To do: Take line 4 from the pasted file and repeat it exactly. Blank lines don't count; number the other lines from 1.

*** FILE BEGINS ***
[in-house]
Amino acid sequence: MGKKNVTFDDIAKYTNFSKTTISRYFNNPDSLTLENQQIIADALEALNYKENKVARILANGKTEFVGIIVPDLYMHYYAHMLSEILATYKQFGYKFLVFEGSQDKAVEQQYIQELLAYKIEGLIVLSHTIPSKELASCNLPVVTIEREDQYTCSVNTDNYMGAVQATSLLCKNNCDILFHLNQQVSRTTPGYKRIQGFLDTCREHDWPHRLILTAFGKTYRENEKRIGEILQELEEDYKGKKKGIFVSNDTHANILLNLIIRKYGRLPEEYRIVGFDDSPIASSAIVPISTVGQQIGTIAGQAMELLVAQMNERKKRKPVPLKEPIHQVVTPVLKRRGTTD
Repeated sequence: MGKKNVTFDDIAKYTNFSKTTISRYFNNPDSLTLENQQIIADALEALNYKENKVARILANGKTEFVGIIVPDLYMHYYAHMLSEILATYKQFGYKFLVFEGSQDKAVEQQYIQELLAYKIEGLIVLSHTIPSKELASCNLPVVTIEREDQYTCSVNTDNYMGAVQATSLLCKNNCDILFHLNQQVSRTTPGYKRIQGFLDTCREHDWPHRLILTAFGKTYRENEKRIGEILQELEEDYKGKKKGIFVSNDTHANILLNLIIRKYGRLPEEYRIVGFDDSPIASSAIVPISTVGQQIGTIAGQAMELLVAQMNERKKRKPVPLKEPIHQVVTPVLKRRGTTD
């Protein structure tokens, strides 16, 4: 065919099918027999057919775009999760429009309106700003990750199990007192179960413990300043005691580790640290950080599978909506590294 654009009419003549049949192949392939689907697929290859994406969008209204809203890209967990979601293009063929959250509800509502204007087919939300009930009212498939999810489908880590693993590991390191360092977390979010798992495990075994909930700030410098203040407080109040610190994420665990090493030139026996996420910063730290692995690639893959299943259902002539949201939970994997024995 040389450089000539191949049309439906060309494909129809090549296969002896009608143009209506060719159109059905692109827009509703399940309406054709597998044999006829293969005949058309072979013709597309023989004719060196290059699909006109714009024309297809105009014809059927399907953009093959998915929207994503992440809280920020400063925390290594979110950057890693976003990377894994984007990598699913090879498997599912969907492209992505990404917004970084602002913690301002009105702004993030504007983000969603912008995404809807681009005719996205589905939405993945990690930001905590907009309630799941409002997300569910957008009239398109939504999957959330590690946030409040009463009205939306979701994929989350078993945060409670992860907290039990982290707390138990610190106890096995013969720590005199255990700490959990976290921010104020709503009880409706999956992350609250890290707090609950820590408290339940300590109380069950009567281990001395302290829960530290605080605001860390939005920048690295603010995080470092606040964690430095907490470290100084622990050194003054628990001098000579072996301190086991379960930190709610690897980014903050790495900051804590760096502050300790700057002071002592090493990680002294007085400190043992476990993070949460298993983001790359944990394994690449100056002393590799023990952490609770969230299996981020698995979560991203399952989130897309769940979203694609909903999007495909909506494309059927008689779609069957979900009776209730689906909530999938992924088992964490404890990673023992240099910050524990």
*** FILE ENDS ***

């Protein structure tokens, strides 16, 4: 065919099918027999057919775009999760429009309106700003990750199990007192179960413990300043005691580790640290950080599978909506590294 654009009419003549049949192949392939689907697929290859994406969008209204809203890209967990979601293009063929959250509800509502204007087919939300009930009212498939999810489908880590693993590991390191360092977390979010798992495990075994909930700030410098203040407080109040610190994420665990090493030139026996996420910063730290692995690639893959299943259902002539949201939970994997024995 040389450089000539191949049309439906060309494909129809090549296969002896009608143009209506060719159109059905692109827009509703399940309406054709597998044999006829293969005949058309072979013709597309023989004719060196290059699909006109714009024309297809105009014809059927399907953009093959998915929207994503992440809280920020400063925390290594979110950057890693976003990377894994984007990598699913090879498997599912969907492209992505990404917004970084602002913690301002009105702004993030504007983000969603912008995404809807681009005719996205589905939405993945990690930001905590907009309630799941409002997300569910957008009239398109939504999957959330590690946030409040009463009205939306979701994929989350078993945060409670992860907290039990982290707390138990610190106890096995013969720590005199255990700490959990976290921010104020709503009880409706999956992350609250890290707090609950820590408290339940300590109380069950009567281990001395302290829960530290605080605001860390939005920048690295603010995080470092606040964690430095907490470290100084622990050194003054628990001098000579072996301190086991379960930190709610690897980014903050790495900051804590760096502050300790700057002071002592090493990680002294007085400190043992476990993070949460298993983001790359944990394994690449100056002393590799023990952490609770969230299996981020698995979560991203399952989130897309769940979203694609909903999007495909909506494309059927008689779609069957979900009776209730689906909530999938992924088992964490404890990673023992240099910050524990």